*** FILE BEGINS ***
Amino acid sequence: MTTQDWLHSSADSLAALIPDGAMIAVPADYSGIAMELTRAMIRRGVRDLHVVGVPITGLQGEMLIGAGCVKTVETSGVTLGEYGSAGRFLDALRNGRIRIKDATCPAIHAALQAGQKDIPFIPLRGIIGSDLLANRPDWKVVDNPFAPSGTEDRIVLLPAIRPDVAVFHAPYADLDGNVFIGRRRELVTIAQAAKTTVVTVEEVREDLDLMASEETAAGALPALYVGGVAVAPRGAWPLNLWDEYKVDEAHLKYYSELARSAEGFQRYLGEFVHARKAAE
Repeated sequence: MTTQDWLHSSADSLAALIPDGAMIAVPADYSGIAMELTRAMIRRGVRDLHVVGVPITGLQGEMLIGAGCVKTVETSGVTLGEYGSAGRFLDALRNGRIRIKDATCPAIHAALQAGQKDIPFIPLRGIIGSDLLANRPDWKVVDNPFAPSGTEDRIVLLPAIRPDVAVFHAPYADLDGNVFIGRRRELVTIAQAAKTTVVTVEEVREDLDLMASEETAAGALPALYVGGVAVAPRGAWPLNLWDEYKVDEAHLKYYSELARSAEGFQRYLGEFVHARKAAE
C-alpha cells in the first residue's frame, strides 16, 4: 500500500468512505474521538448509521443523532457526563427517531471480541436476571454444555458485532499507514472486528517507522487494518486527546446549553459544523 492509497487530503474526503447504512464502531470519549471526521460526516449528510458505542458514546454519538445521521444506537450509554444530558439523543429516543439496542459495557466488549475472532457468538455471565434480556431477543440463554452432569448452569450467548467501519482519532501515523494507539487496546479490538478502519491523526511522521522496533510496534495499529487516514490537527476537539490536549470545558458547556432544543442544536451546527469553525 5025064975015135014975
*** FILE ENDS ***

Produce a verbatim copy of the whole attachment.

Amino acid sequence: MTTQDWLHSSADSLAALIPDGAMIAVPADYSGIAMELTRAMIRRGVRDLHVVGVPITGLQGEMLIGAGCVKTVETSGVTLGEYGSAGRFLDALRNGRIRIKDATCPAIHAALQAGQKDIPFIPLRGIIGSDLLANRPDWKVVDNPFAPSGTEDRIVLLPAIRPDVAVFHAPYADLDGNVFIGRRRELVTIAQAAKTTVVTVEEVREDLDLMASEETAAGALPALYVGGVAVAPRGAWPLNLWDEYKVDEAHLKYYSELARSAEGFQRYLGEFVHARKAAE
Repeated sequence: MTTQDWLHSSADSLAALIPDGAMIAVPADYSGIAMELTRAMIRRGVRDLHVVGVPITGLQGEMLIGAGCVKTVETSGVTLGEYGSAGRFLDALRNGRIRIKDATCPAIHAALQAGQKDIPFIPLRGIIGSDLLANRPDWKVVDNPFAPSGTEDRIVLLPAIRPDVAVFHAPYADLDGNVFIGRRRELVTIAQAAKTTVVTVEEVREDLDLMASEETAAGALPALYVGGVAVAPRGAWPLNLWDEYKVDEAHLKYYSELARSAEGFQRYLGEFVHARKAAE
C-alpha cells in the first residue's frame, strides 16, 4: 500500500468512505474521538448509521443523532457526563427517531471480541436476571454444555458485532499507514472486528517507522487494518486527546446549553459544523 492509497487530503474526503447504512464502531470519549471526521460526516449528510458505542458514546454519538445521521444506537450509554444530558439523543429516543439496542459495557466488549475472532457468538455471565434480556431477543440463554452432569448452569450467548467501519482519532501515523494507539487496546479490538478502519491523526511522521522496533510496534495499529487516514490537527476537539490536549470545558458547556432544543442544536451546527469553525 5025064975015135014975